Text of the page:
Dig it – Winter

With Fulke Andel - gardening advice for the new (and not so new) gardener

Well, here we are rapidly heading into winter. The weather this past year, hasn’t been brilliant. I may be wrong, but it appears that our summers start earlier and then degenerate into a period of overcast and wet weather interspersed with the odd fine day. I know we’re used to rain in Wales, but honestly, we’ve had more than our fair share this year.

It might be frightful outside but bad weather gives you the opportunity to plan what you’re going to grow next year. December and January are the traditional months for placing your seed orders.

Sit down with the seed catalogues, a glass of mulled wine or sloe gin and start planning what you will grow. You may well have favourite varieties, but it’s an opportunity to try new ones, compare the performance and perhaps discover new favourites. You can of course browse on line, and websites can be really informative, but I do enjoy a traditional catalogue.

It’s a good time for repairing and renovating. There’s always something to do if you look hard enough! Don’t forget you may not have time when the season is in full swing, so make use of those rare sunny but cold days. Perhaps turn the compost heap over and ensure compost bins are covered to prevent excess rain leaching the nutrients and to keep some of the heat of de-composition in. Just digging over a few yards of the vegetable garden will help in the spring.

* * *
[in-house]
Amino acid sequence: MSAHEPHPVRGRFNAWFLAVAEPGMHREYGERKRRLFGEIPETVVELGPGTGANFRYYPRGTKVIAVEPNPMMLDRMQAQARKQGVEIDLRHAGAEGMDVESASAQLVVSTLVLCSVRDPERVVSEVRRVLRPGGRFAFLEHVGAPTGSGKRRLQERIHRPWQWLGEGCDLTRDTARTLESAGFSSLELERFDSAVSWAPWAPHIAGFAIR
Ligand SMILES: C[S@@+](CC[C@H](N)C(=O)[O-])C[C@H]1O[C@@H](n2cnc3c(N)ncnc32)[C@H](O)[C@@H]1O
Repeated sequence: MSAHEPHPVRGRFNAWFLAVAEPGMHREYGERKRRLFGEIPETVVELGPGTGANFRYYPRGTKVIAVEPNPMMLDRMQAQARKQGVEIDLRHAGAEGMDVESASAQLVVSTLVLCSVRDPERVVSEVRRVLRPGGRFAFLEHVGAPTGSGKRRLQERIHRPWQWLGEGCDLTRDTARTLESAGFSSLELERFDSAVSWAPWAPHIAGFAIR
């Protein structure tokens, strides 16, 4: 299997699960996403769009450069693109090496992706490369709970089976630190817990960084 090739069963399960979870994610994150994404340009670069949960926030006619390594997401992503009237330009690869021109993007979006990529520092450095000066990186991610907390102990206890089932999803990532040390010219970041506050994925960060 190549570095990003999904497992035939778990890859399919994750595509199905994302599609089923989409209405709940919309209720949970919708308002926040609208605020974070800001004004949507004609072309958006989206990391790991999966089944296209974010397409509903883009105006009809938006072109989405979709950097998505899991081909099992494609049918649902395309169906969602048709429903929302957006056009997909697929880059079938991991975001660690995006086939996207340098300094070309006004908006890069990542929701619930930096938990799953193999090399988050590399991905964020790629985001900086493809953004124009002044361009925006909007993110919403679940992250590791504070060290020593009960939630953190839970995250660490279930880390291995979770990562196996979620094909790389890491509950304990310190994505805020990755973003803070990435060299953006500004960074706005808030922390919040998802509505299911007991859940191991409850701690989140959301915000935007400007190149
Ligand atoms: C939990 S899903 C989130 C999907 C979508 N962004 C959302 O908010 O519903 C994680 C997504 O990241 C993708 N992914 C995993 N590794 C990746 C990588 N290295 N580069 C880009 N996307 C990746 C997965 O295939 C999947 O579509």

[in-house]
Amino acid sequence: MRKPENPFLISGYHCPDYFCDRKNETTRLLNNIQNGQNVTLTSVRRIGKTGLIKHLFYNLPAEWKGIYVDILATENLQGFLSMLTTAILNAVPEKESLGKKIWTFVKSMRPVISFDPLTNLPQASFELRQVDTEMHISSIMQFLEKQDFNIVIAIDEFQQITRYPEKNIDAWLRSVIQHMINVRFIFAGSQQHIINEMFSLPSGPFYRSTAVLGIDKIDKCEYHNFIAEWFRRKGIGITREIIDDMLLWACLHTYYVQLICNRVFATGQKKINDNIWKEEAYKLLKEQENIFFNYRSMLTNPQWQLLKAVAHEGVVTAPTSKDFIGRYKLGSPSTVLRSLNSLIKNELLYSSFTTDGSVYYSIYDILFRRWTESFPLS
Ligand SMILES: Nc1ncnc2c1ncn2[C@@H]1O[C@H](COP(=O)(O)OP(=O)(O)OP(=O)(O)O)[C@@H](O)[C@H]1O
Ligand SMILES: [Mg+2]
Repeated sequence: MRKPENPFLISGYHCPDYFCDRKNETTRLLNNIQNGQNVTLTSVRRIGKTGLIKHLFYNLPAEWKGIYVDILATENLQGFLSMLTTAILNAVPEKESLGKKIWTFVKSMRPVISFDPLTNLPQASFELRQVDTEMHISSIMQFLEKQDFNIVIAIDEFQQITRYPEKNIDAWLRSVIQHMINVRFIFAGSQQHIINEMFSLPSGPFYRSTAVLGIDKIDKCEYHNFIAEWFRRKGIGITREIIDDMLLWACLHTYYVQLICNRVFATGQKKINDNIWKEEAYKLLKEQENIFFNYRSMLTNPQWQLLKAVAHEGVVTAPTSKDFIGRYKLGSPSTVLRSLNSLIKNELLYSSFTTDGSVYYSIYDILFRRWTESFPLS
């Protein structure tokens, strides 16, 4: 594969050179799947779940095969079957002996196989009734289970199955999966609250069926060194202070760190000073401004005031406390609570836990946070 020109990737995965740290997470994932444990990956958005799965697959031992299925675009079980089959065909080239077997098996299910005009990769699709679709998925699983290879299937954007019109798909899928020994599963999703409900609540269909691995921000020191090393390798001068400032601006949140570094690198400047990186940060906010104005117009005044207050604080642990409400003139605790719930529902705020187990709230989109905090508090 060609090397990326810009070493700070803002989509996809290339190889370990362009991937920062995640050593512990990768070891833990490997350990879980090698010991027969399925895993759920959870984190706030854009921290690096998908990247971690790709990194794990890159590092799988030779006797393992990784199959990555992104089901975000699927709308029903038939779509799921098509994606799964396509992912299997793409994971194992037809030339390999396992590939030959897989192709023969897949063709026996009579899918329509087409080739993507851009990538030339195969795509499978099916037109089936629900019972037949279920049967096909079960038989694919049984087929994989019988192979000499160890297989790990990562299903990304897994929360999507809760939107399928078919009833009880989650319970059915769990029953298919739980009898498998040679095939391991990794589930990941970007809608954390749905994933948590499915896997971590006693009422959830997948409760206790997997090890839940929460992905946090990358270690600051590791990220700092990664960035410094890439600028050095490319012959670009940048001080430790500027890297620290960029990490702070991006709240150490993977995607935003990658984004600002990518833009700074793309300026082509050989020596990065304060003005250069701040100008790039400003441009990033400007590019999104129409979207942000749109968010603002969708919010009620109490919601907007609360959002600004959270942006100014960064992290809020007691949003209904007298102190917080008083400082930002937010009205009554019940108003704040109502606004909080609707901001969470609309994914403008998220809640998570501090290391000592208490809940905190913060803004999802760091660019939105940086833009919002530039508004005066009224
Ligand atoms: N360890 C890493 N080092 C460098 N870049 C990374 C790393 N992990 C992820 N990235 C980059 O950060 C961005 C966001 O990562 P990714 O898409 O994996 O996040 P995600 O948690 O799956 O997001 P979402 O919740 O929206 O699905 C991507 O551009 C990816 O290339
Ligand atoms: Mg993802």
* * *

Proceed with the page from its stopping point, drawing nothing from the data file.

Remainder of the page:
Rake the leaves out of your pond and place a floating ball in it to provide an air hole if the surface freezes. If your pond does freeze over, don’t crack the ice with a hammer – as the shock waves are harmful for the fish. Place a saucepan containing boiling water on the surface to melt a hole

I suspect there may be an air of panic in some house-holds regarding presents to buy for the keen gardener. If your hints have gone unheeded, then just tell them what you’d like. It’s far better to get something you want, than to try and look pleased when you get another ‘Vintage’ storage tin for bird-seed! This year, I thought I’d see how long it would take for my hints to be acknowledged. Just to prove the point. I have left a Gabriel Ash Coldframe Catalogue in strategic places, arrows pointing at the object of my desire. I’ve left the website up on my computer, scribbled dimensions down on a plan of the garden along with ‘it will fit in here’! All to no avail. I had to tell Mrs Andel what I was hoping for, and I’m now not convinced that Santa will leave it on Christmas morning!

Sow / Plant

  • Broad beans

Plant out

  • Garlic


Your leeks should be coming ready now. Harvest every other one in a row leaving the rest to grow on. Brussel sprouts should be starting as well, pick from the bottom of the plant upwards. Just remember the sprout is for the whole of the winter, not just for Christmas!

Along with sprouts you can harvest kale and take up the winter cabbages and cauliflowers.

A cauliflower tightly wrapped in cling-film kept in the fridge can be kept fresh for as long as six weeks.